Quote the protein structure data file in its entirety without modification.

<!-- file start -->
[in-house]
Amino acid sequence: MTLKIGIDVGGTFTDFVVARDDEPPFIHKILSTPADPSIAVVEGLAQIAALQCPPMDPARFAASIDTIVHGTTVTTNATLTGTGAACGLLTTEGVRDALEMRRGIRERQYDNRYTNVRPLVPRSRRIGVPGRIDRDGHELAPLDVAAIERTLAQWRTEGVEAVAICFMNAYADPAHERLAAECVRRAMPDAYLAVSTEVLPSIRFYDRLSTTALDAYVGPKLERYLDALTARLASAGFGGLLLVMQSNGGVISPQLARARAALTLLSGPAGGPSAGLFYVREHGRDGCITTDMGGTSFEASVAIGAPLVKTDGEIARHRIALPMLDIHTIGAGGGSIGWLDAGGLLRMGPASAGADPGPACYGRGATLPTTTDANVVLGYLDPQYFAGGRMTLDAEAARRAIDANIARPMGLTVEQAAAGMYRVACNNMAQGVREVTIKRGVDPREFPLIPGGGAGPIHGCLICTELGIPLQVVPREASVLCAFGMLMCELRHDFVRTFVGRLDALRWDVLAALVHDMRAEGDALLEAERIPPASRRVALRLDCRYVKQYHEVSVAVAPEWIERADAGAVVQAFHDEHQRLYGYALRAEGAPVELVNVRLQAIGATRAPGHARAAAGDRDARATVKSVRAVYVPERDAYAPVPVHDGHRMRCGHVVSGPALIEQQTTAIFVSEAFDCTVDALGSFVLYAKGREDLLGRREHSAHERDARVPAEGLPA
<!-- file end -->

[in-house]
Amino acid sequence: MTLKIGIDVGGTFTDFVVARDDEPPFIHKILSTPADPSIAVVEGLAQIAALQCPPMDPARFAASIDTIVHGTTVTTNATLTGTGAACGLLTTEGVRDALEMRRGIRERQYDNRYTNVRPLVPRSRRIGVPGRIDRDGHELAPLDVAAIERTLAQWRTEGVEAVAICFMNAYADPAHERLAAECVRRAMPDAYLAVSTEVLPSIRFYDRLSTTALDAYVGPKLERYLDALTARLASAGFGGLLLVMQSNGGVISPQLARARAALTLLSGPAGGPSAGLFYVREHGRDGCITTDMGGTSFEASVAIGAPLVKTDGEIARHRIALPMLDIHTIGAGGGSIGWLDAGGLLRMGPASAGADPGPACYGRGATLPTTTDANVVLGYLDPQYFAGGRMTLDAEAARRAIDANIARPMGLTVEQAAAGMYRVACNNMAQGVREVTIKRGVDPREFPLIPGGGAGPIHGCLICTELGIPLQVVPREASVLCAFGMLMCELRHDFVRTFVGRLDALRWDVLAALVHDMRAEGDALLEAERIPPASRRVALRLDCRYVKQYHEVSVAVAPEWIERADAGAVVQAFHDEHQRLYGYALRAEGAPVELVNVRLQAIGATRAPGHARAAAGDRDARATVKSVRAVYVPERDAYAPVPVHDGHRMRCGHVVSGPALIEQQTTAIFVSEAFDCTVDALGSFVLYAKGREDLLGRREHSAHERDARVPAEGLPA